A century long theory of the existence of gravitational waves which was hypothesized by Albert Einstein gained its practical existence in 2017. The Nobel prize in the field of physics was awarded to Reiner Weiss, Barry C. Barish and Kip S. Thorne for “ decisive contribution to the LIGO detector and the observation of gravitational waves.” This discovery was no doubt a major scientific breakthrough that would open new domains for study of space and unlock the secrets.
What actually gravitational waves are?
Gravitational waves are the small ripples in space-time caused by some energetic incidents and travels across the universe with the speed of light. Their existence was first theorized by Albert Einstein in 1916 in his infamous general theory of relativity. It was predicted that accelerating massive objects like black holes or a neutron star would disturb the space time in a manner that waves of distorted space would travel through the universe at the speed of light and would carry the information about its origin.The highly elusive gravitational waves are the results of massive object colliding each other such as when two black holes merges, the one that was detected by the LIGO which are installed in US and Italy. Unlike Newton, who considered gravitational waves as pulling force, Sir Albert Einstein considered it as a pushing force due to curvature of four dimensional fabric. The curvature can be compared to a dent that can be seen on a sheet when ball is placed on a plastic sheet resembling the four dimensional fabric.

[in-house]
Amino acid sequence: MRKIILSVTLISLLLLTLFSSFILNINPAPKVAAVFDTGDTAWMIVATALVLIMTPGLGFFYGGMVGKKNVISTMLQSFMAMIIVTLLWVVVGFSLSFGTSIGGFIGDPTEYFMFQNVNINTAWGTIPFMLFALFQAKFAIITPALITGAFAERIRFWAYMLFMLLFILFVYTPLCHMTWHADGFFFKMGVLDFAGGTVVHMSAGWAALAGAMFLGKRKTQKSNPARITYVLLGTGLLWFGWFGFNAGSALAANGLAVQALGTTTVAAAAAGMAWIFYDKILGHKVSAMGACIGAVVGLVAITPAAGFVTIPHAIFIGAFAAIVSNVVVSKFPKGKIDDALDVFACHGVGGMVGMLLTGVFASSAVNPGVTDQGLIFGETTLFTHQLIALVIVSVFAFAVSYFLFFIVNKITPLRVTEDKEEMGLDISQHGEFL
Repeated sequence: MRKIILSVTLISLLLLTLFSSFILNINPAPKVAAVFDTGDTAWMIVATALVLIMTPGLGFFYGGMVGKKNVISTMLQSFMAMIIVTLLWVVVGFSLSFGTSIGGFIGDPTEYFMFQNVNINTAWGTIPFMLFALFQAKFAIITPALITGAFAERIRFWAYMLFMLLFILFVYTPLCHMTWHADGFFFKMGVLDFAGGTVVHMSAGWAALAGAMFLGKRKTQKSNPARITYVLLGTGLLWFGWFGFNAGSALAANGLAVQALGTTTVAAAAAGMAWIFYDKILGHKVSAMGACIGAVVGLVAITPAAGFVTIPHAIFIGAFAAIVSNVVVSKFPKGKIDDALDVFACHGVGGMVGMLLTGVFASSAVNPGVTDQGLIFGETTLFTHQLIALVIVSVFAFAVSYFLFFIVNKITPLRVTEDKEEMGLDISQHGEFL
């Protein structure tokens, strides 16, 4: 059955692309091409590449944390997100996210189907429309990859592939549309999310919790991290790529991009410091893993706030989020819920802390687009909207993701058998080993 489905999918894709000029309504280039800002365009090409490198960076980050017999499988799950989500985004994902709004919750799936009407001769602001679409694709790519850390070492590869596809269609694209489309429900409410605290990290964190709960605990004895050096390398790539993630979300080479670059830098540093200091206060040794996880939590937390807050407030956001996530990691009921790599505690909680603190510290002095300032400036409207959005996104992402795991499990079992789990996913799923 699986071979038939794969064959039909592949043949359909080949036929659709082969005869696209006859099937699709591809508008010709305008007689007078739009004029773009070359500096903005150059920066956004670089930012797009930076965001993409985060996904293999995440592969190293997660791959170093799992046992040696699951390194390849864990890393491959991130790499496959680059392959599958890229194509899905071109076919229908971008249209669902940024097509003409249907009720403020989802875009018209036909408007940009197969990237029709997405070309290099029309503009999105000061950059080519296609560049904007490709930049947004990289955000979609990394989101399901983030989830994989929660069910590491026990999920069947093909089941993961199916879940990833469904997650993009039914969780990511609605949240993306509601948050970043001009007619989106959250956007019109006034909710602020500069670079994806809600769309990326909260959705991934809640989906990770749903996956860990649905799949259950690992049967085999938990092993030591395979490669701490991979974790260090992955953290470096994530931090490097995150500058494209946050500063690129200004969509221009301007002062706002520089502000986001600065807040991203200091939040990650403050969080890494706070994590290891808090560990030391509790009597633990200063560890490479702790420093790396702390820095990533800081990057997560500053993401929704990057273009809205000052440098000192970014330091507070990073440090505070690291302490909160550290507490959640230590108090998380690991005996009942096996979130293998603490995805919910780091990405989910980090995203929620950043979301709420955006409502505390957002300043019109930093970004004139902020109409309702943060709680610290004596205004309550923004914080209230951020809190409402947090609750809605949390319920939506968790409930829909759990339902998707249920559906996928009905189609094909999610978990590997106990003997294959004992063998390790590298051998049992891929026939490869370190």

How gravitational waves were detected?
LIGO (Laser Interferometer Gravitational wave Observatory) is aimed at detecting the gravitational waves. LIGO installations are located in US (one in Hanford and another in Livingston) and in Italy. In US the two LIGO work in unison thus rule out the faint ripples caused by earthquake or from the space itself. They are located at 3002 km apart and as the gravitational waves travel at speed of light so it takes only few milliseconds for the waves to cover this distance.